July 12, 2012

Manly Mental Health Tips

The Colorado Department of Public Health and Environment and the Office of Suicide Prevention brings you: Therapy. A way a man would do it...

Here are some of the print ads...

Talking about the topics of suicide and depression in humorous ways is a HUGE risk that not many clients or agencies would be able to take, but I think the folks at Cactus have developed a very compelling concept and have pulled it off brilliantly.

Here's what Cactus wrote on their website about the campaign:

When a man bruises a knee, he rubs some dirt on it. When he has a leaky sink, he fixes it with duct tape. So naturally when he is pissed off, stressed out, down the dumps or out of control, he tries to fix it himself. Unfortunately, they don't make duct tape for a man's mental health. And instead of seeking help, many working aged men resort to a more permanent solution.

In Colorado, working aged men account for the most deaths by suicide of any age group. In fact, four times as many men die by suicide as women of the same age. These men are also the least likely to seek help. On top of being stubborn and independent, they are the victims of an ages-old stigma that says talking about or even admitting to mental health issues is as unmanly as wearing pink. So when Cactus was tasked with helping to create a suicide prevention and mental health campaign for these men, we knew we had to put an end to this stigma.

We would talk directly to men. We would be informational, honest and most importantly funny. Because just like men would be willing to eat tofu if it was wrapped in bacon, our research found that they would be more willing to open up about a serious issues, if it was wrapped in comedy. So we put our team to work.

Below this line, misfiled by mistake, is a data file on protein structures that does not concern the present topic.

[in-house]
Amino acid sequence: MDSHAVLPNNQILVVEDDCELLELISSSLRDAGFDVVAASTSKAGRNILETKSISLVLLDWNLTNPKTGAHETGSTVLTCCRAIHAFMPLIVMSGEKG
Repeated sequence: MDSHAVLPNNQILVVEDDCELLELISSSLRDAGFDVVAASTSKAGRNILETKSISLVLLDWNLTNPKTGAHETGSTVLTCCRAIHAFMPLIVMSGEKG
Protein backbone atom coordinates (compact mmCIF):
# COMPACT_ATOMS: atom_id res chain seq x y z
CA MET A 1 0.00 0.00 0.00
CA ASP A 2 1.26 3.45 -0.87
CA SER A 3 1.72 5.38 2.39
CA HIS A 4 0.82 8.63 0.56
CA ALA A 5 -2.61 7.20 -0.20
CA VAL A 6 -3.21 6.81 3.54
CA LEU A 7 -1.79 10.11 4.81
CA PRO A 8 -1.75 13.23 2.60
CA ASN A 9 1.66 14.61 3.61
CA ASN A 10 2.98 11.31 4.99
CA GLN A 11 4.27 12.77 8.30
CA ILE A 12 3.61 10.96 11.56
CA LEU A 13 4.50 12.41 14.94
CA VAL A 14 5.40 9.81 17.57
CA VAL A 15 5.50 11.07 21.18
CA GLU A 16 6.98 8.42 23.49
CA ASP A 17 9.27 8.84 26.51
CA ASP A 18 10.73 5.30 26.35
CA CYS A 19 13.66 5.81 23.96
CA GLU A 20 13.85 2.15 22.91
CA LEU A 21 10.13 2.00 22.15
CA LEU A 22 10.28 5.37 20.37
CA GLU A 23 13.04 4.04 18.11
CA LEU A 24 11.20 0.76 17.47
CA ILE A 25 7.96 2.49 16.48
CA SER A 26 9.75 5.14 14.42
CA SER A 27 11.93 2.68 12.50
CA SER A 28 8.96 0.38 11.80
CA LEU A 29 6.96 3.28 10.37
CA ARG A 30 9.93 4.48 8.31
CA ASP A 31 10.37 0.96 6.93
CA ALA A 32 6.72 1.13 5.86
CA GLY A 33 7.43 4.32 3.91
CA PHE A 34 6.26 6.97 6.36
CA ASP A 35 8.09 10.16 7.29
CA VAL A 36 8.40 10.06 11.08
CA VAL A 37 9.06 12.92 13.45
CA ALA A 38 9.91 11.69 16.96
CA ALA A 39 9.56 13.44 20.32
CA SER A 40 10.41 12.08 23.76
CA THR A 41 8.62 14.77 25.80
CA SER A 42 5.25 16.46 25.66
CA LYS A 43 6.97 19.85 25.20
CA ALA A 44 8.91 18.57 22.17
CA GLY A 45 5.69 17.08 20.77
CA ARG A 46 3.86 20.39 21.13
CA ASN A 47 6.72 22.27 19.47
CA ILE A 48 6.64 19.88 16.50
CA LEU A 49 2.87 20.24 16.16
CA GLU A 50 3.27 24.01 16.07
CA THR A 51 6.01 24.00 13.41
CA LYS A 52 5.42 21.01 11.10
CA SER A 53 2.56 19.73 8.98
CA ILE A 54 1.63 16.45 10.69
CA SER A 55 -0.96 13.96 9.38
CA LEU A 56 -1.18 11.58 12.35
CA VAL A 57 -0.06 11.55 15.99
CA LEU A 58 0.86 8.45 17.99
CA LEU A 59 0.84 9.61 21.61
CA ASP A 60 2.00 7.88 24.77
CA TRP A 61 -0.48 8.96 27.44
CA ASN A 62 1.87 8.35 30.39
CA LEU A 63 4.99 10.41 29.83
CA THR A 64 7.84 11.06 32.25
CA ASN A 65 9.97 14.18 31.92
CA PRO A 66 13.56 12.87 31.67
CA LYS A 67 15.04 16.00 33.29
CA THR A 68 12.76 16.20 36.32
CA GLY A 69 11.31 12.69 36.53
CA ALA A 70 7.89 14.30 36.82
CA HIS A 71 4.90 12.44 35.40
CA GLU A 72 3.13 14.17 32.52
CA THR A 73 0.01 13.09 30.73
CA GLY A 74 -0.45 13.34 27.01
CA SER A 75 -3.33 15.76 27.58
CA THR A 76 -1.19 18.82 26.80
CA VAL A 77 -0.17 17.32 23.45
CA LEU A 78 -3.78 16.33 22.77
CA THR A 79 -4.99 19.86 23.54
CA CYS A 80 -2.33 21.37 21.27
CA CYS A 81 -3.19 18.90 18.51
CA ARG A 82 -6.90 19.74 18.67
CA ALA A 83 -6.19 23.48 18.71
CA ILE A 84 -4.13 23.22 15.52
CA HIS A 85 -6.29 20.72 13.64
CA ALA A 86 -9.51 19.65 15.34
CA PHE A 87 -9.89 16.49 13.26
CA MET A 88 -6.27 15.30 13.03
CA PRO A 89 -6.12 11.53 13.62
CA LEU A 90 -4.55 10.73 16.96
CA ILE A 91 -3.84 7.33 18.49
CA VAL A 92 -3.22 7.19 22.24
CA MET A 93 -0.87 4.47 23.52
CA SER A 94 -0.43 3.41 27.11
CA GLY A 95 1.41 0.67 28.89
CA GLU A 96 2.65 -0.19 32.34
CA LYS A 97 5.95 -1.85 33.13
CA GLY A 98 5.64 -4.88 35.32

In the early stages of brainstorming and idea generation, the Cactus team came up with dozens of ideas, but one stood out. One that fought the stigma by turning the stereotype on itself. One that used humor and light-hearted manly moments to open the door to a deeper discussion. One that featured a fictional therapist named Dr. Rich Mahogany.

If the thought of going to a therapist made men squirm, Dr. Mahogany would be our way of making men more comfortable. He would be part father figure, part football coach and part drinking-buddy. He would have a booming voice and a burly mustache. He would have a manly sense of humor and use plenty of four letter words. He would be the manliest son-of-a-gun we could find. Because our goal was to show men that getting mental healthcare is the manliest thing a man could do.

To bring Dr. Mahogany to life, we decided to create an interactive, video based website. Set in his office/man cave, the website would teach men about the science behind mental health, give them tips they could use to help themselves and show them videos of men who have gone through the same thing they currently are dealing with. We left no detail untouched. We wrote every piece of copy in the voice of Dr. Mahogany. We designed a logo, wallpaper and business cards. We cast a great actor, Denver actor John Arp. And we worked with excellent partners to bring the campaign to life. We also created web videos, billboards, coasters, bus shelter boards, posters, a social media campaign and a PSA to push men toward the website.

All said and done, we did something none of us ever imagined we could accomplish. We stretched a minimal budget into a massive campaign. And most importantly, we created something that we hope will save the lives of many Colorado men.


The website it awesome. The way they've put together the questionnaire and how they present the results. The testimonials section... The design and copywriting... Amazing work. Well done Cactus. I see many awards in your future.

Check it out... mantherapy.org